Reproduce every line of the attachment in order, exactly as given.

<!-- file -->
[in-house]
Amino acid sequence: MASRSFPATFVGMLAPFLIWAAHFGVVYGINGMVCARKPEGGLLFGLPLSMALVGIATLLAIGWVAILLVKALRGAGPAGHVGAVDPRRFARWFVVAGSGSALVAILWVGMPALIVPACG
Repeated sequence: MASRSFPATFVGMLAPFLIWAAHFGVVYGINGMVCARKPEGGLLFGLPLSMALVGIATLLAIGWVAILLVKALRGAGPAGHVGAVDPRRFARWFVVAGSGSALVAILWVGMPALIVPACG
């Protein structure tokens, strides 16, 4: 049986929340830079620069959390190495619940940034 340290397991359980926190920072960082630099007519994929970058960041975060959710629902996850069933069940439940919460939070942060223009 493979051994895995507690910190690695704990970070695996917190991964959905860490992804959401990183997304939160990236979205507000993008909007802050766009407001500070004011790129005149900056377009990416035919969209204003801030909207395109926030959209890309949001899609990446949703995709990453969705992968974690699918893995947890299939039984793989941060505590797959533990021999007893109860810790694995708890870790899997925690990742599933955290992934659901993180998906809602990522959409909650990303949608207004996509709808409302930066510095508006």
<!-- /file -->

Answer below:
[in-house]
Amino acid sequence: MASRSFPATFVGMLAPFLIWAAHFGVVYGINGMVCARKPEGGLLFGLPLSMALVGIATLLAIGWVAILLVKALRGAGPAGHVGAVDPRRFARWFVVAGSGSALVAILWVGMPALIVPACG
Repeated sequence: MASRSFPATFVGMLAPFLIWAAHFGVVYGINGMVCARKPEGGLLFGLPLSMALVGIATLLAIGWVAILLVKALRGAGPAGHVGAVDPRRFARWFVVAGSGSALVAILWVGMPALIVPACG
């Protein structure tokens, strides 16, 4: 049986929340830079620069959390190495619940940034 340290397991359980926190920072960082630099007519994929970058960041975060959710629902996850069933069940439940919460939070942060223009 493979051994895995507690910190690695704990970070695996917190991964959905860490992804959401990183997304939160990236979205507000993008909007802050766009407001500070004011790129005149900056377009990416035919969209204003801030909207395109926030959209890309949001899609990446949703995709990453969705992968974690699918893995947890299939039984793989941060505590797959533990021999007893109860810790694995708890870790899997925690990742599933955290992934659901993180998906809602990522959409909650990303949608207004996509709808409302930066510095508006």